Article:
Solo travel is not the same experience for women as it is for men. Men can be a little more spontaneous, a little more reckless than other genders. The majority of men don’t really concern themselves too much with the types of garments they wear, their marital status, or even begin to think about reproductive issues while traveling. They don’t have to worry too much about how safe they are if they’re somehow stranded and completely alone. They don’t really need to worry about “do I have some kind of weapon on me, just in case?”
This is a known generalization concerning cis, white men and women. It absolutely becomes more complicated when you identify as anything other than cis, and unfortunately, not white. However, this isn’t meant to scare off anyone, only a small blurb from my own experiences. I will only be writing from my own perspective from now on, fyi. I can’t speak for anyone else.
I’m not saying that men don’t have to worry about their safety while traveling, because you always have to! Everyone does! Even in your own home town! But for women this is a major issue. The majority of the world see women as a target, something to possess, own, and use. We are below worthless in some countries if we’re not married. Most websites will tell women to carry around a wedding band “just in case.”
When I lived abroad I made my own pepper spray after being attack one too many times while going about my daily routine in broad daylight. I also developed a good right hook when I caught a man masturbating while staring at me taking photos.
Buzzfeed put out an article called 46 Incredibly Useful Safety Tips for Women Traveling Alone back in April and it’s a damn good resource if you’re new to this whole “real world” bullshit. Jessica Probus does a decent job laying out the best precautions to take when traveling alone. These tips could also be great for anyone of any gender, but especially for women. The very last tip she mentions “follow your instincts” and I couldn’t agree more. My gut has prevented some truly bad situations. It could be something someone you just met said off-hand, or the new group of people you’re walking with are taking a strange route to get to a new bar - your gut knows. Learn to trust that instinct before you leave for your trip. It’s both a treasure and a burden to be naive in certain situations, but know your limits and your “get out of here asap” exit strategies.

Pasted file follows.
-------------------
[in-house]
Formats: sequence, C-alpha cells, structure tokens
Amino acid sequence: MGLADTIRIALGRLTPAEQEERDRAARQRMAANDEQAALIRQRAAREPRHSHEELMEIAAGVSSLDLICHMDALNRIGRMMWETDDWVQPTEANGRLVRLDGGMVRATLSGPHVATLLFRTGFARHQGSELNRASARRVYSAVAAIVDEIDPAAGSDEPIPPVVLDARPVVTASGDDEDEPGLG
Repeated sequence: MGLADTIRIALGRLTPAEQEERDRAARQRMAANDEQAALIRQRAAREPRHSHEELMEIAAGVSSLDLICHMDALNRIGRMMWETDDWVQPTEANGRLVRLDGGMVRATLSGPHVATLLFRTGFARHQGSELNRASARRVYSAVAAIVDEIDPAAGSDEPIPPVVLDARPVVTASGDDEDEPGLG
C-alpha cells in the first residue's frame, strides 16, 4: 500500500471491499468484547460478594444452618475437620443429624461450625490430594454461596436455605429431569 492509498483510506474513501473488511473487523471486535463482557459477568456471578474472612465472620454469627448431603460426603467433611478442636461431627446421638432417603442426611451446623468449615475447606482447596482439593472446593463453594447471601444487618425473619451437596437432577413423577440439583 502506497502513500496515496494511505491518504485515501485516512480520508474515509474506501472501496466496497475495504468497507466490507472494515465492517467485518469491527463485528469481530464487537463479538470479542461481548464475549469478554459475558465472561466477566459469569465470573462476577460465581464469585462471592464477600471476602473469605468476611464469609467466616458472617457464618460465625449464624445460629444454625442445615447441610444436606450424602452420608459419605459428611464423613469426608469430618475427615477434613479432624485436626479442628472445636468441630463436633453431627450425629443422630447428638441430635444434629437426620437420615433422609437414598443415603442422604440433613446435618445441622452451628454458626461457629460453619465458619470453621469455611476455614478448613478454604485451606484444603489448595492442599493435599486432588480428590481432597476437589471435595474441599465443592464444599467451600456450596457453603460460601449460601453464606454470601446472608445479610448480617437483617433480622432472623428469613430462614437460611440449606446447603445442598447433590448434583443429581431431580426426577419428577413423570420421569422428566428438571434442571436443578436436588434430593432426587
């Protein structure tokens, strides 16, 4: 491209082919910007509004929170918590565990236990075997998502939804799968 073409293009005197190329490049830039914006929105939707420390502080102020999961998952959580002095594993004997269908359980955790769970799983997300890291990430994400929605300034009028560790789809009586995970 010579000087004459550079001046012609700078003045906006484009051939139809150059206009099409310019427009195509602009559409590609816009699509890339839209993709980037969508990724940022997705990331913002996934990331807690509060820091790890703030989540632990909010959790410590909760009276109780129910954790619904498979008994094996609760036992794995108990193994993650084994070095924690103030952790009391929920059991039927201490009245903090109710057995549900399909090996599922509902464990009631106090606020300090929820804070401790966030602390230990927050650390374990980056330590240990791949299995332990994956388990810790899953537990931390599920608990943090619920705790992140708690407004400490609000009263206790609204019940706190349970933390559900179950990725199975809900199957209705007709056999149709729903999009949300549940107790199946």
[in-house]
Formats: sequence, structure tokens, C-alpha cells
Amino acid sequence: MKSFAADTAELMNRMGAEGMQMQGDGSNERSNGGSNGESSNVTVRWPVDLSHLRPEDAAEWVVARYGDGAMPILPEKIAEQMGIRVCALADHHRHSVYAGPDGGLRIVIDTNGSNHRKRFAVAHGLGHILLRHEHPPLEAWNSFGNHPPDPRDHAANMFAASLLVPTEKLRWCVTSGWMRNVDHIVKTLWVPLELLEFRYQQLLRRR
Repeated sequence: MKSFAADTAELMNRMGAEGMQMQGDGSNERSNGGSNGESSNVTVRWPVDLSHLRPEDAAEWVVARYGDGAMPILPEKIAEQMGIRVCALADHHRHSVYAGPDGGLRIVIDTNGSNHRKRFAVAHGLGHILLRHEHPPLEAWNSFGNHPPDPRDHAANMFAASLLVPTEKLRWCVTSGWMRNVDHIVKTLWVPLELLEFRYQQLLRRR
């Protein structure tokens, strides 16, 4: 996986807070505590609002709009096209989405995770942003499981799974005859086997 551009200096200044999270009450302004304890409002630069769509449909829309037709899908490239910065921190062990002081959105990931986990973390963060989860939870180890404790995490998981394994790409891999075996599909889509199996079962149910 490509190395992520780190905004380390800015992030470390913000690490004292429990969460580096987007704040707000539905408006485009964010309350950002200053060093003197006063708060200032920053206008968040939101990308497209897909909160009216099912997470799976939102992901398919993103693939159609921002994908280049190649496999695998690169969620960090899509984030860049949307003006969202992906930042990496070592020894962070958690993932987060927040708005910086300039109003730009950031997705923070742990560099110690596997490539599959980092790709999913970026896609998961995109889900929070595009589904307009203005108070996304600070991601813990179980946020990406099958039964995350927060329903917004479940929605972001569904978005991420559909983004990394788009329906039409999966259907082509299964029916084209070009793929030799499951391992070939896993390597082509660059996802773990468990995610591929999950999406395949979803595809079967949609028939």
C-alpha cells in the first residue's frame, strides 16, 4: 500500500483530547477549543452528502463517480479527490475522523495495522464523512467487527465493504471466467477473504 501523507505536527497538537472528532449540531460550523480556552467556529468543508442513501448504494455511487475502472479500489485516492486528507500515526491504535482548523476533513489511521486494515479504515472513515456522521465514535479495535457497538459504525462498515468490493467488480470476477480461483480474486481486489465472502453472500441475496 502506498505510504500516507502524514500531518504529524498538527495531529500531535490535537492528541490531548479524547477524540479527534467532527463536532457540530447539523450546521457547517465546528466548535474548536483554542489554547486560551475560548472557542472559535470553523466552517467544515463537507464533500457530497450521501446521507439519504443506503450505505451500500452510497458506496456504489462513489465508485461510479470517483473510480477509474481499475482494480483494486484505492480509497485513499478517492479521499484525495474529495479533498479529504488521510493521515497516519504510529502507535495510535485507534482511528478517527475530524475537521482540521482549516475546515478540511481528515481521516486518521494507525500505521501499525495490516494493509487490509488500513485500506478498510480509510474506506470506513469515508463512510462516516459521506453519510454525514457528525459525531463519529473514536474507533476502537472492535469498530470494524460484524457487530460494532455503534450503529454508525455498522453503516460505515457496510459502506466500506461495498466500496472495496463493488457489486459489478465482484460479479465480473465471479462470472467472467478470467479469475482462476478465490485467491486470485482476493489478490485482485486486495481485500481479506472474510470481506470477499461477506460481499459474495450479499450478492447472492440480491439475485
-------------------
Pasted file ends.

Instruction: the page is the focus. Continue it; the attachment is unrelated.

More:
The comments on this article seem to either fight the idea that these kinds of precautions are necessary, are “idiotic” and common sense (which some are), or we only need these tips because, “[we] put [our]selves in that position.” AOINFODNFSDOISDNFODNSfosdmfoinsdfosndfsinf;dsnds;m;sd'sdnfs. No.
I wish we didn’t need this kind of a list. I wish we could focus more on teaching people that rape culture is not a culture to live by. I wish we didn’t have people creating nail polish that tells you if your drink is spiked, or wear a penis destroyer like a tampon, or even carry around a damn apple to bash someone’s face in “just in case.” But we do. Right now, with the way things are, and the way the majority of the world sees women, we need these lists. We need protection. We need hostel floors that are for women only. Back in the day, “women only” sections were there out of propriety, but now it’s because it’s a damn necessity for safety. Where’s the fairness in that? In BakPakGuide.com article about the female-only hostels, they try to make it sound like it’s a pretty pink, fluffy, time and that’s why they've created it - because women prefer the cleaner life. But then they have this little quote, “These hostels understand the concerns of female travelers and happily make safety a priority. Often this means having extra locks on the exterior of the hostel and extra security cameras. Another reason you can rest easy (in comfy beds of course).”
Yeah. More cameras. More security. What female travelers are looking for… Safety and travel for women go hand in hand. It's not something we can forego or wait to plan for last minute. It's something we have to prepare for in any country. HOWEVER - never let that stop you from traveling.
When you travel alone you want to feel like you can experience anything and everything, including the nightlife of whatever city you’re in, but as a women that just increases our chances of being harassed or attacked ten fold. When I lived in San Francisco I used to hold an apple in my hand when walking home from work - something that, unfortunately, was necessary a few times. I don’t like the idea of carrying an actual weapon, and that will usually cause you more trouble than you asked for. The old, tried, and true method of protection is placing your keys in between your knuckles and creating a deadly fist while walking swiftly. But, if you’ve seen the majority of keys in Europe, you’ll know they’re usually longer than your palm and make it a little too obvious.
I hope we can truly revolutionize the future so these methods aren’t something we have to consider as we cross borders, but until then, take heed and don’t be naive.